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What’s the Difference between Stability and Motion Control Running Shoes?

With so many kinds of running shoes on the market, it can be difficult to find a pair that is right for you. Everyone has their own style of running, which means it’s important to find a shoe that fits your style for maximum comfort and support. Two of the main special shoes on the market aimed at adjusting your support are stability and motion control shoes. Not every runner needs a specialty shoe, but it can make all the difference for runners who do. In this blog, we’re going to go over the two shoes, as well as the similarities and differences between them, so you can decide which is right for you.

Stability Running Shoes

Stability shoes are designed for runners who have flat feet, or overpronate, which is when the ankle rolls too far inward when running. They are designed to correct this by having extra support in the midsole, or arch area, in order to help runner’s feet stay in a neutral position. The technology used to provide this support is often referred to a medial post, and while this added stability can help prevent overpronation, they can be heavier compared to neutral shoes.

Motion Control Shoes

Similar to stability shoes, motion control shoes have extra support, except they are designed for runners who severely overpronate. With added-support in the arch and heel area of the shoe, motion control shoes limit excessive foot motion, and are even less flexible than stability shoes. Since motion control shoes limit motion, they are heavier and very durable as there is more correction needed than with a stability shoe.

How Both Differ from Neutral Running Shoes

Neutral running shoes account for a small amount of pronation, which is what the average runner would experience. They are designed for the ideal running stride, and move with a runner’s feet flexibly, without any stabilizing design. Without the medial post stability and motion control shoes have, neutral shoes tend to be lighter.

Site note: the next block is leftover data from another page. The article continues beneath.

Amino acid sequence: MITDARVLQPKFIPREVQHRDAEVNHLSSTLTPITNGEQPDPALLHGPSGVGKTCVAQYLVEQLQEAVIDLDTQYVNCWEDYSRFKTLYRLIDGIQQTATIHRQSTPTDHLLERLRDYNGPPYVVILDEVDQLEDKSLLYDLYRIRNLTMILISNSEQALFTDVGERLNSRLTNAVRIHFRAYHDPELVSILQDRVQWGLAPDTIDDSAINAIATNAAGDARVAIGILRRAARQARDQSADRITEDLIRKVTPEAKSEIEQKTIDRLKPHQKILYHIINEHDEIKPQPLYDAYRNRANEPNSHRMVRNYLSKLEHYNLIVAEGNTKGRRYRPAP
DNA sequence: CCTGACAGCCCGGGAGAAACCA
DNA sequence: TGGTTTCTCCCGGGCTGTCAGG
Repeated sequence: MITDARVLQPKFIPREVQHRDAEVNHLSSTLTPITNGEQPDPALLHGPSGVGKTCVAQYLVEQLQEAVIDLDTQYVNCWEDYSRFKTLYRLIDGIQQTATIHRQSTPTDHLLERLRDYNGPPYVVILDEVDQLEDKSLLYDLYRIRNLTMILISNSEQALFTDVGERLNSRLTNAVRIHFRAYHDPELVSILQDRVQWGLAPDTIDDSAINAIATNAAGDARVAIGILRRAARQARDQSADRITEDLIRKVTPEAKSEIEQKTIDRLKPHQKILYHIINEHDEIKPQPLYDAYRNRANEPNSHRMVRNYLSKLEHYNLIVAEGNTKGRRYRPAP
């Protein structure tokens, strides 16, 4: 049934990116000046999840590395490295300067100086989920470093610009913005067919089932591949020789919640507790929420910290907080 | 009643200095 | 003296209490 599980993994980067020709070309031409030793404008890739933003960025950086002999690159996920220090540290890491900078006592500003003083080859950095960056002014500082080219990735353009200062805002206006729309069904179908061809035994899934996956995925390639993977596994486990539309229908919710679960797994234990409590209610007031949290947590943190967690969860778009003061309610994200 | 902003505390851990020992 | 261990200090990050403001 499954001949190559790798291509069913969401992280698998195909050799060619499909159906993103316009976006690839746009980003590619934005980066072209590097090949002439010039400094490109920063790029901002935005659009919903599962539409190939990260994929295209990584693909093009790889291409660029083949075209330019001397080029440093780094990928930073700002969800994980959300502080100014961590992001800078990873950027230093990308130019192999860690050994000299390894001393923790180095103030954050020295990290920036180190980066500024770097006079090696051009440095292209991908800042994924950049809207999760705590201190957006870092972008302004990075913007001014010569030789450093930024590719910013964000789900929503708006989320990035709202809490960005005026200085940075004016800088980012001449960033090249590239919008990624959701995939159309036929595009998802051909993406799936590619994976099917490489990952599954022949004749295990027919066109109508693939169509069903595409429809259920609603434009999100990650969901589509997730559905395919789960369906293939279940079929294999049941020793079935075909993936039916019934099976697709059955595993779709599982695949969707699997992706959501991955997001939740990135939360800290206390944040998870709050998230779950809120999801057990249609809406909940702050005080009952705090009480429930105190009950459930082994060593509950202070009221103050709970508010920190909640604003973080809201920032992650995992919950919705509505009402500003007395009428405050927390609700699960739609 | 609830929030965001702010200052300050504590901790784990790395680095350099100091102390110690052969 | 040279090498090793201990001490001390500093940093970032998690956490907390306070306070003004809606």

The main similarity between stability and motion control shoes is that they are both trying to correct the same problem (overpronation) except to different degrees. They both are designed for people with overpronation or flat feet to avoid future injuries.


As mentioned above, the difference between the two shoes is that they correct overpronation to different degrees. Stability shoes are better for runners who have slight overpronation, while motion control shoes are for more serious pronation.

In addition to the difference in support, stability shoes tend to be lighter, as there isn’t as much weight from the added support in the shoe.

Xelero Shoes: Supreme Engineering

Xelero shoes actually systemically combines stability and motion control designs to provide a shoe that corrects for pronation as well as supination (the outward rolling of the ankle). The supremacy of Xelero engineering actually comes from the design’s “Propulsion Element” which cradles the rear foot on both the Medial and Lateral sides.

With Xelero motion control shoes, you will walk easier, and stay on your feet longer with less pain, whether that means helping you live a healthier and more active lifestyle, or getting you back training quicker while overcoming an injury.

Picture of a man stretching on a trail while wearing Xelero shoes.
Picture of a Generic Xelero Shoe


Picture of a Generic Xelero Shoe


Picture of a Generic Xelero Shoe


Picture of a Generic Xelero Shoe


Picture of a Generic Xelero Shoe


Picture of a Generic Xelero Shoe



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